On January 27, 2020, the Supreme Court voted 5-4 in lifting the preliminary injunction issued by a federal district judge in New York. The injunction intended to block the implementation of the Inadmissibility on Public Charge Grounds (“the Final Rule”) nationwide while pending litigation.
The Final Rule was originally set to be implemented by U.S. Citizenship and Immigration Services (USCIS) on October 15, 2019, after being released on August 14, 2019, but was blocked by nationwide injunctions from federal judges in different states. The State of Illinois is the only state with an ongoing injunction, as it pertains to their specific jurisdiction, and as such will not be subject to the Final Rule implementation.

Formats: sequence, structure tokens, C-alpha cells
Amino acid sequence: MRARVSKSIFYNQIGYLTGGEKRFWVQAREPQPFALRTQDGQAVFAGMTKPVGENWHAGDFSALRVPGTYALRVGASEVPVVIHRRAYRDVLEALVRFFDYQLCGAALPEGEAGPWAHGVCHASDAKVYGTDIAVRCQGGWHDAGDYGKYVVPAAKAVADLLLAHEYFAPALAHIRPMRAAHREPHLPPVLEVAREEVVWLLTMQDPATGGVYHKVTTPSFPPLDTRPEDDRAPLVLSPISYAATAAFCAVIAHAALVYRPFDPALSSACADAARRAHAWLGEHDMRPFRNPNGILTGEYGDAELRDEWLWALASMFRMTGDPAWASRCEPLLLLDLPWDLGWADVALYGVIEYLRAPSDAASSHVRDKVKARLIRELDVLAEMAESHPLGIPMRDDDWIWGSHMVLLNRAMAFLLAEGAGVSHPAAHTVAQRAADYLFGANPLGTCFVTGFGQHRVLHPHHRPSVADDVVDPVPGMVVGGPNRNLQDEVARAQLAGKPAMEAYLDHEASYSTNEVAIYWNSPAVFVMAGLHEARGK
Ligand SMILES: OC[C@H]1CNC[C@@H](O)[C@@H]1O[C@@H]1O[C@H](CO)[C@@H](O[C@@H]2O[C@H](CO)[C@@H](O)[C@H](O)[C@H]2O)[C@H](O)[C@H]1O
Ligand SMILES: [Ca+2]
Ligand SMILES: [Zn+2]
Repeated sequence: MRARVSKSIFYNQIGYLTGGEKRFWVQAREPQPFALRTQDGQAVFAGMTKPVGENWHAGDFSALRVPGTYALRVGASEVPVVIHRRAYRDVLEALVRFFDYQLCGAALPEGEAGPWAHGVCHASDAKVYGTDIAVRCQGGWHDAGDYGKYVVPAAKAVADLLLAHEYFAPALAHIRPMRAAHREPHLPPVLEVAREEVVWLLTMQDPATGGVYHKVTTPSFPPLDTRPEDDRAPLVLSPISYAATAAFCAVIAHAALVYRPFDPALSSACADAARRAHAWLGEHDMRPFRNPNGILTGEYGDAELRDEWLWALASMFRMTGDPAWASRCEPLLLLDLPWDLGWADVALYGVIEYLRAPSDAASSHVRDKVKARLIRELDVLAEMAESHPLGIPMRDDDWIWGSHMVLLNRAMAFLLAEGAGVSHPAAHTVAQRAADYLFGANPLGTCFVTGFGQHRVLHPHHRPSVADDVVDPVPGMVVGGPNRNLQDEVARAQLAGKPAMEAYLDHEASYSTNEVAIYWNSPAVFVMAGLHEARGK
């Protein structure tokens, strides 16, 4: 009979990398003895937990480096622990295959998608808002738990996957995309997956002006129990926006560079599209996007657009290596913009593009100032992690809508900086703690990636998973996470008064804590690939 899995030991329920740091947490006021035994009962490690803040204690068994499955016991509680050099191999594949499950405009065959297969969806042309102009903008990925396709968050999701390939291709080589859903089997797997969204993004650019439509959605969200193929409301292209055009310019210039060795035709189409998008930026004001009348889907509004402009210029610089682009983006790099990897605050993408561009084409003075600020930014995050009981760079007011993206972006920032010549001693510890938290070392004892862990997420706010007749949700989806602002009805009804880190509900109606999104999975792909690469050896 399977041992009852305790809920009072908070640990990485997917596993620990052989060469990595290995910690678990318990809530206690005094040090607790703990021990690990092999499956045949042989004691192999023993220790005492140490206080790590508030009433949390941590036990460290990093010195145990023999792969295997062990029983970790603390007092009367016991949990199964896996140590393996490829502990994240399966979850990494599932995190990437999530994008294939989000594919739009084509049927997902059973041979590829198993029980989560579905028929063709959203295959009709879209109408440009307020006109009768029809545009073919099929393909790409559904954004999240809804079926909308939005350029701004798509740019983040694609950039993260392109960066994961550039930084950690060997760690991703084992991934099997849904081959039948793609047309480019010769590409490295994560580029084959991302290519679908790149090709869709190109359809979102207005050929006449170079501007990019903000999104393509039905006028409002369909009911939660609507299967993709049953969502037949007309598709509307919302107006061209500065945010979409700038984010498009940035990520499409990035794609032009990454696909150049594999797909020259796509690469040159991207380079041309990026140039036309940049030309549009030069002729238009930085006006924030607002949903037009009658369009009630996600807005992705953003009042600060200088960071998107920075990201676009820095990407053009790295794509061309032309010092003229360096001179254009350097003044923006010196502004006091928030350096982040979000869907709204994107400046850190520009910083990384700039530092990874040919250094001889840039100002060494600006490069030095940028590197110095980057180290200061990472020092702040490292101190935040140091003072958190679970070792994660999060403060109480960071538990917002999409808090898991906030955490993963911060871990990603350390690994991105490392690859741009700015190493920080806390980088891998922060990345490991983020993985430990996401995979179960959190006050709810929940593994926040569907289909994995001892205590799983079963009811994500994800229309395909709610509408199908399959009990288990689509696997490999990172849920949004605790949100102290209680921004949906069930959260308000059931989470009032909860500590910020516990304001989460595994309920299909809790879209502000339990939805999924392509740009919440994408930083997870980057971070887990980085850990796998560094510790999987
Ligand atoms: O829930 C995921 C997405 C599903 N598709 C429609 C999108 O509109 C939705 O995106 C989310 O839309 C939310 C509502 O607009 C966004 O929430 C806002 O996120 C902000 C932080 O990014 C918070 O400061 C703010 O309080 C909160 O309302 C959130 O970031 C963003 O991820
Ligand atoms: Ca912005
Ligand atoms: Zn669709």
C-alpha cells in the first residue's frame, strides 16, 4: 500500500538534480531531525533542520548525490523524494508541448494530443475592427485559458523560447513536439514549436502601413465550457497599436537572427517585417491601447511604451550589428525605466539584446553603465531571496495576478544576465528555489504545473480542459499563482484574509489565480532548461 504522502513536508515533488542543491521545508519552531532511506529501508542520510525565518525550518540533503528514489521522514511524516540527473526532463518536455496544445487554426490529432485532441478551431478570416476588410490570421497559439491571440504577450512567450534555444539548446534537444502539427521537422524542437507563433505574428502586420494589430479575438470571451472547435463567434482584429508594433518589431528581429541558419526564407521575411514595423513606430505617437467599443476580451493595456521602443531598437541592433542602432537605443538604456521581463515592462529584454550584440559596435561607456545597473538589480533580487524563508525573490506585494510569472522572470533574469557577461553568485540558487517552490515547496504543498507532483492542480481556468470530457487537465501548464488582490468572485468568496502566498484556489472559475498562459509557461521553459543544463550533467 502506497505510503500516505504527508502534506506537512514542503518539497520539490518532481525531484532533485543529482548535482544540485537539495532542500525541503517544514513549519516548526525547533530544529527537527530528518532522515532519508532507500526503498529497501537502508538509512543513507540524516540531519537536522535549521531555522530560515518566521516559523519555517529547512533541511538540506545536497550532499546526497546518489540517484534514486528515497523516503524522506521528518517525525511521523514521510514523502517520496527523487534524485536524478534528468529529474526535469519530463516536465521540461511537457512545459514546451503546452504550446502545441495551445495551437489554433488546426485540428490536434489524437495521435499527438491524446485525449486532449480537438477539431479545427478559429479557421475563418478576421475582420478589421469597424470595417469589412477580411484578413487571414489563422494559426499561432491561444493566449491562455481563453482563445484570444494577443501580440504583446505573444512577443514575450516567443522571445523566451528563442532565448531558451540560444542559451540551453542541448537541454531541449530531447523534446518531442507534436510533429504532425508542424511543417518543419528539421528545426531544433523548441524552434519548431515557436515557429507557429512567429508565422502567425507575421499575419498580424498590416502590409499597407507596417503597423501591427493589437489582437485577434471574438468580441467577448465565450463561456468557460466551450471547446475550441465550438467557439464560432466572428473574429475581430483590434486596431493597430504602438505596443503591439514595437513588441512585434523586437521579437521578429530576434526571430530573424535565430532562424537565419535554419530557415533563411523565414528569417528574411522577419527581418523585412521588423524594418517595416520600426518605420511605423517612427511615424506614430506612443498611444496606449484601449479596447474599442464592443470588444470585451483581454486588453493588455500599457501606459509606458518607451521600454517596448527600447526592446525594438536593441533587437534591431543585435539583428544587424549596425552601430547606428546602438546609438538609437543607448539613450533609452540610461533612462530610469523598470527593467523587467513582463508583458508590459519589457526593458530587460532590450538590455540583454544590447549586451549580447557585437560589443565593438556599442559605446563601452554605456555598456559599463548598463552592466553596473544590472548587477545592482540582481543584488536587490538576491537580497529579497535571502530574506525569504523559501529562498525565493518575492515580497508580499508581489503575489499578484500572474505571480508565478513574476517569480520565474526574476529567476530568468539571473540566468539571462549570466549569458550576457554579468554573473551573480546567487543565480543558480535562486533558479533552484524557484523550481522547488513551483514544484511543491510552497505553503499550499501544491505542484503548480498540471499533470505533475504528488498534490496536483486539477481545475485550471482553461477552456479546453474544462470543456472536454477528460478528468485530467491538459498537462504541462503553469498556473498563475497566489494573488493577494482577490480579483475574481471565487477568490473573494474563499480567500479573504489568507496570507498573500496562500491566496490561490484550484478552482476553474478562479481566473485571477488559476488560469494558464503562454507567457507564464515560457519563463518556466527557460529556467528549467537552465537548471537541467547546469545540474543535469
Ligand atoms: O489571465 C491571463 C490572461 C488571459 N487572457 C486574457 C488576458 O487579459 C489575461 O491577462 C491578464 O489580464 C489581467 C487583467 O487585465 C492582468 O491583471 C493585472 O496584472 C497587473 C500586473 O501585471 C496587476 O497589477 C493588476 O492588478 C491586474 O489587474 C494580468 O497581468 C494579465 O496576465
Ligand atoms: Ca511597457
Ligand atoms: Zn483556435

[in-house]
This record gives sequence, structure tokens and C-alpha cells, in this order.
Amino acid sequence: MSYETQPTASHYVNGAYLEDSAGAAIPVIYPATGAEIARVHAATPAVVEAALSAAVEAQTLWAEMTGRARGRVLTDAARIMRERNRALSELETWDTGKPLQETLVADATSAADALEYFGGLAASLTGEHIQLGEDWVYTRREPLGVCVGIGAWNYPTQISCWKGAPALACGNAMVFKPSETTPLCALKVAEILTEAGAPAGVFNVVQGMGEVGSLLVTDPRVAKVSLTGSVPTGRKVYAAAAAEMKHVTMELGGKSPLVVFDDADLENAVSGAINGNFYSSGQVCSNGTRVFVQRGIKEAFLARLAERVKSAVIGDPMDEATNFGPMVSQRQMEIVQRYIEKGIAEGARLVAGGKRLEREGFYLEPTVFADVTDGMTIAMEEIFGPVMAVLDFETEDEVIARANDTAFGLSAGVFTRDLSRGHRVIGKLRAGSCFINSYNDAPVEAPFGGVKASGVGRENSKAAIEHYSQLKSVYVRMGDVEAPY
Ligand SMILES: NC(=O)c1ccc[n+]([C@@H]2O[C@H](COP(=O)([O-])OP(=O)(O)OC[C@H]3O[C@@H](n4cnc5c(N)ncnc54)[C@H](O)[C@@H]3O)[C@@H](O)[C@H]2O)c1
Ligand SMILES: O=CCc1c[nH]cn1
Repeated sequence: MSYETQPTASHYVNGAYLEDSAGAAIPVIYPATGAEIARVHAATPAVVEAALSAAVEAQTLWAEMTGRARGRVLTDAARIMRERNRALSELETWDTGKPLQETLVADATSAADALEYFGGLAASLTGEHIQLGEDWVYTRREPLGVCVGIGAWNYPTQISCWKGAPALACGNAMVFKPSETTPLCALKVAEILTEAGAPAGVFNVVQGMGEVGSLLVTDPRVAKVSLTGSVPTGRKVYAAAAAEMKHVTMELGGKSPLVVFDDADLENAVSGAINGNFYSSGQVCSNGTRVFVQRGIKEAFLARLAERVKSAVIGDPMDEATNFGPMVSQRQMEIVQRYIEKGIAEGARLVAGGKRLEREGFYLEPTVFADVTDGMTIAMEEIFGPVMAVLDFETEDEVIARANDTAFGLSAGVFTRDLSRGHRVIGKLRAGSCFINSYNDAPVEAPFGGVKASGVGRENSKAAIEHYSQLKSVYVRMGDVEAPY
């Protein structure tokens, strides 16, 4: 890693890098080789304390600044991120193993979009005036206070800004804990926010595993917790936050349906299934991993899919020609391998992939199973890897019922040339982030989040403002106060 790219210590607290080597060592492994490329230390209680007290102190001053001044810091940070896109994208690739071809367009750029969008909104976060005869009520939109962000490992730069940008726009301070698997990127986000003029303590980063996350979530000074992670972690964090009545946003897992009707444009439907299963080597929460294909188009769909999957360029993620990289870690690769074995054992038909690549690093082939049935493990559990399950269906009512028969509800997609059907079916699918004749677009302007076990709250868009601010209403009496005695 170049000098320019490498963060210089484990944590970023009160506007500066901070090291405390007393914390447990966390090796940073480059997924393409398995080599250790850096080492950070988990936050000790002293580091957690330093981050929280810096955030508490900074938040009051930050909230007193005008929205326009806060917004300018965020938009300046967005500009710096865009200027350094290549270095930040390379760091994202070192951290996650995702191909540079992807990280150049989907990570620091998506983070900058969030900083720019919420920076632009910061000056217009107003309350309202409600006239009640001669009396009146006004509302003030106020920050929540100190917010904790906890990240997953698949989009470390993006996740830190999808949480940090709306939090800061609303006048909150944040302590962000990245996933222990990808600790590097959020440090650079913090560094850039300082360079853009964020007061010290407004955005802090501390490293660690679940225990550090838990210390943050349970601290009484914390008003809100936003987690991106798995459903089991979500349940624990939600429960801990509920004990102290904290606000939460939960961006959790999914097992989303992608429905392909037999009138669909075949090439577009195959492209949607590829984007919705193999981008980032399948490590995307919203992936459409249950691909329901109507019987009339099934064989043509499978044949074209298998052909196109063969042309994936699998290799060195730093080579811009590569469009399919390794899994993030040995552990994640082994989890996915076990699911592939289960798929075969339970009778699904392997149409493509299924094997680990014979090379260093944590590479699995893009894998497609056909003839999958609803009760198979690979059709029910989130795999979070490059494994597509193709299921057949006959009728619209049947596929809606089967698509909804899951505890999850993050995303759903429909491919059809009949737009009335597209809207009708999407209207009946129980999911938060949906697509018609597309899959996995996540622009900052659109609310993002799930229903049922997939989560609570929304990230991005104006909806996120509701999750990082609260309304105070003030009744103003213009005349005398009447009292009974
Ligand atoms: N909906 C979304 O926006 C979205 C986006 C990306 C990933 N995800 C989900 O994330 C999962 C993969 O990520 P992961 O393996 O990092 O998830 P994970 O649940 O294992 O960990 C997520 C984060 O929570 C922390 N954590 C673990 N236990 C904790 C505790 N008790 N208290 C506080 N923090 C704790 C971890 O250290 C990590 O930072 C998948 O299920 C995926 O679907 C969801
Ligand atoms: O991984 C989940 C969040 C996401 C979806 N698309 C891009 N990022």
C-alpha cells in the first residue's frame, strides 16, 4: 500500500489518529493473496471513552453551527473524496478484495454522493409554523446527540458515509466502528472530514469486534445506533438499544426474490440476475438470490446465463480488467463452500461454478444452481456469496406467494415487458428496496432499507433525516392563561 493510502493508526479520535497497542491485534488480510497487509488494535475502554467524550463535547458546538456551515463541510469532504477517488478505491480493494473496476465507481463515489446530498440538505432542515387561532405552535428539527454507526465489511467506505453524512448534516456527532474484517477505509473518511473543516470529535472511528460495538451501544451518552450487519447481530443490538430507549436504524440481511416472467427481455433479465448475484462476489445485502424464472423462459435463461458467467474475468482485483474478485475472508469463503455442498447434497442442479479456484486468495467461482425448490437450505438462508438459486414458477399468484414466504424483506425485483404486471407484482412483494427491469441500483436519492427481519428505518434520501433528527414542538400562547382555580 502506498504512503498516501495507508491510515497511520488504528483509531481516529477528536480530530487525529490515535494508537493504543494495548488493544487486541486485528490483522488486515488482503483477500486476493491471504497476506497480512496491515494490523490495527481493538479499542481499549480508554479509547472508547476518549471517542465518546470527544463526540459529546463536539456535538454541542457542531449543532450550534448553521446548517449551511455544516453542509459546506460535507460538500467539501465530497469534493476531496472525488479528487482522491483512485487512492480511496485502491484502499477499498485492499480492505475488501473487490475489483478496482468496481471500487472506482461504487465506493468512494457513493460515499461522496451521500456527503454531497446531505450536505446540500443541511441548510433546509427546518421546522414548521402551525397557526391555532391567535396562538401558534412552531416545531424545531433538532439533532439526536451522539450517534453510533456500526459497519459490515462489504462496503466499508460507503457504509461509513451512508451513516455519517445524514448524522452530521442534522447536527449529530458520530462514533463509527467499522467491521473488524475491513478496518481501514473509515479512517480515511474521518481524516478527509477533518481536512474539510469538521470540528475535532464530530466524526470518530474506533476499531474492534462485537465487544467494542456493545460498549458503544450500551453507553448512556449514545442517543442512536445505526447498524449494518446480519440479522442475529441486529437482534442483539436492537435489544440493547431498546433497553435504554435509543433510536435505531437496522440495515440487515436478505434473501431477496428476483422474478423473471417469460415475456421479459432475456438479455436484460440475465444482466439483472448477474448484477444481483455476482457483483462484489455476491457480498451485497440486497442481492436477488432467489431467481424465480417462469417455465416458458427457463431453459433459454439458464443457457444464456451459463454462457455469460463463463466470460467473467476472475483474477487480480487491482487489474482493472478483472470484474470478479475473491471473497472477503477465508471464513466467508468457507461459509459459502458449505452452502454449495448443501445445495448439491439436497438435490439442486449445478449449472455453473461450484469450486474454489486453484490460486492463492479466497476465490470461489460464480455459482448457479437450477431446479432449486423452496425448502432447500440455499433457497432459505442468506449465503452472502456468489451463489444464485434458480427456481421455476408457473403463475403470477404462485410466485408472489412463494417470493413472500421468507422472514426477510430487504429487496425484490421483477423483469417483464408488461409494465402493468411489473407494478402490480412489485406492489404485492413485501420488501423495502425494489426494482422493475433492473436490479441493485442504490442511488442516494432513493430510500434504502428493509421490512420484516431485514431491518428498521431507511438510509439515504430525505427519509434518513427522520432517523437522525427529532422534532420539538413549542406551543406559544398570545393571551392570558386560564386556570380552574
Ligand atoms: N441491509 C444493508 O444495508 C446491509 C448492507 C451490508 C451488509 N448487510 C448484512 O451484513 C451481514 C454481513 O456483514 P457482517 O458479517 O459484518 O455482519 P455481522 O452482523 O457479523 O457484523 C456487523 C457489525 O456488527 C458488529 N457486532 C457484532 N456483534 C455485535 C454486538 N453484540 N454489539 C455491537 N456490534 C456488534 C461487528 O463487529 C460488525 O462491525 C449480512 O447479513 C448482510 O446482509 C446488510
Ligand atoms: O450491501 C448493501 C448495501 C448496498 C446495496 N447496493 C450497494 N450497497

The Final Rule provides a revised definition of public charge, including the addition of an expanded list of benefits that are considered public benefits, and provides immigration officers with wider discretion on consideration of weighted factors when determining if an alien is inadmissible based on the public charge rule. The Final Rule also grants USCIS the authority to allow immigrants to post a public charge bond, should they be permissible otherwise, and provides that nonimmigrants must prove they have not received public benefits since their admission when extending or changing their status.
As the stay of injunction has been granted, starting February 24, 2020 the Final Rule will be implemented while pending litigation is ongoing.
USCIS previously posted forms with the inclusion of language to ensure compliance with the public charge rule for all applications but were removed during the injunction. As such, USCIS will post new forms, submission instructions, and policy manual guidance this week.
After February 24, 2020, USCIS will begin to reject any petition that does not follow the regulations, including the utilization of the correct forms.